(HOUSTON) – K.S. “Bud” Adams, Jr. the second-generation oil magnate who brought professional football to Houston in 1960 and, three decades later, spirited it away to Tennessee, has died. He was 90.
Early indications are Adams died of natural causes.
He was preceded in death by less than 72 hours by the man with whom he will be linked forever in Houston sports annals, former Oilers coach Bum Phillips.
Adams fired Phillips as Oilers coach in December 1980, ending the Oilers’ “Luv Ya Blue” and earning, among some Houston sports fans, everlasting enmity.
Official release below:
In his 54 years as Founder, Owner, Chairman of the Board, President and CEO of the Titans/Oilers franchise, K.S. “Bud” Adams, Jr. was an enduring figure in the NFL. As one of the original team owners and co-founder of the American Football League, he guided his franchise to new heights since relocating to Nashville in 1997, posting six playoff appearances, including an AFC Championship (1999), AFC Central title (2000), two AFC South titles (2002 & 2008), AFC Championship appearance (2002) and Wild Card teams in 2003 and 2007.
His success and longevity led him to accumulate more wins than any other current NFL owner (409) at the time of his passing. He saw his 400th career win (regular season and playoffs) in the 2011 season finale at Houston as the Titans defeated the Texans. Consistently fielding winning teams, the franchise earned 21 playoff appearances in 53 seasons, a total that ranks eighth among NFL teams since 1960.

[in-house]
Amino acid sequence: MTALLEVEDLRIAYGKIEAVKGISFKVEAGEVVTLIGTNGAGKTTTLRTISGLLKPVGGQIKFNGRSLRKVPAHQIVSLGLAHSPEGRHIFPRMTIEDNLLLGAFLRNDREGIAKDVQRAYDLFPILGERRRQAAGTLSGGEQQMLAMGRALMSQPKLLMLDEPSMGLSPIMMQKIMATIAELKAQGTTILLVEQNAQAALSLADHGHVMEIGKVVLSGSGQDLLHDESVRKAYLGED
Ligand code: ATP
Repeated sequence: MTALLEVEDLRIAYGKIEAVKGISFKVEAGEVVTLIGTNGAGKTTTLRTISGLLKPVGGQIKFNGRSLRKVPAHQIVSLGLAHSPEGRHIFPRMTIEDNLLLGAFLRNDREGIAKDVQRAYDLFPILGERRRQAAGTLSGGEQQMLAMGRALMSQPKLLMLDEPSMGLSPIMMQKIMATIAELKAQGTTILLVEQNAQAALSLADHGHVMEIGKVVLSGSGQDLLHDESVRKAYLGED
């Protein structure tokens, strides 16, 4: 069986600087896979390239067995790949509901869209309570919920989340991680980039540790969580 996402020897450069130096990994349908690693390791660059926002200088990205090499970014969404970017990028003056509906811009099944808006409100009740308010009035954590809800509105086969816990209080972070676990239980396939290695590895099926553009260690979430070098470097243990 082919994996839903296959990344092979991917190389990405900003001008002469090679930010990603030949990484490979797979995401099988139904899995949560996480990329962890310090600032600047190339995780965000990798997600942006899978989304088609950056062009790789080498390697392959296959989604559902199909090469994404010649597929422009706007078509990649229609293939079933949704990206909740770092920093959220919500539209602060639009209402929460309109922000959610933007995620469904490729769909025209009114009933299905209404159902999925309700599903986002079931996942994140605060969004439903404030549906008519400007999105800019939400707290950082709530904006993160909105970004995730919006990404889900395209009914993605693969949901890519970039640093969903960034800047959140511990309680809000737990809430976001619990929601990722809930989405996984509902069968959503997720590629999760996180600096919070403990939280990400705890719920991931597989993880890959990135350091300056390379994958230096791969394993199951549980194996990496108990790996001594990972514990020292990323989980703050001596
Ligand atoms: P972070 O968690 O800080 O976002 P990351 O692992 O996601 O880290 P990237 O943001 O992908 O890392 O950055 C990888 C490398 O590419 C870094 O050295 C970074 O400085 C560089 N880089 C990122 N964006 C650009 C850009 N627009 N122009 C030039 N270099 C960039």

A native of Bartlesville, Okla., Adams’ interest in sports was first displayed while at Culver Military Academy, where he earned letters in football, basketball and baseball. Upon graduation from Culver in 1940, Adams attended Menlo College (Calif.), lettering in both rugby and football. Adams then transferred to the engineering school at the University of Kansas where he also lettered in football for the Jayhawks. During his days at KU, Adams met his future wife Nancy Neville and began his loyal affiliation with Sigma Chi Fraternity.
In 1942, while still in school at KU, Adams joined the U.S. Naval Reserve. In July 1943, he was called to active duty in the Navy’s V-12 college program, which allowed him to continue in school. In early 1944, he received orders to report to Midshipman Officer Specialty School at Notre Dame where he earned his Navy ensign commission in an accelerated 60-day program. He was sent overseas and was assigned to a PAC-Fleet carrier unit, where he served as an aviation engineering officer. He returned to the U.S. in December 1945. Lt. j.g. Adams served as an aide in the U.S. Navy’s Congressional Liaison Office in Washington, D.C. prior to his discharge in 1946.
Adams parlayed a 1946 chance stop in Houston, resulting from fog that grounded his plane, into a highly successful and diversified business empire which ranks him among the most prominent businessmen in the country.
In 1946, Adams started ADA Oil Company, which was a forerunner of the publicly-held American Stock Exchange-listed Adams Resources & Energy, Inc. (AE), an energy company engaged in the business of marketing crude oil, natural gas and petroleum products; tank truck transportation of liquid chemicals; and oil and gas exploration and production. Adams’ other business interests included extensive farming and ranching in California and Texas, cattle feeding, real estate, automobile dealerships and leasing. He was a longtime collector of Western art and Native American artifacts.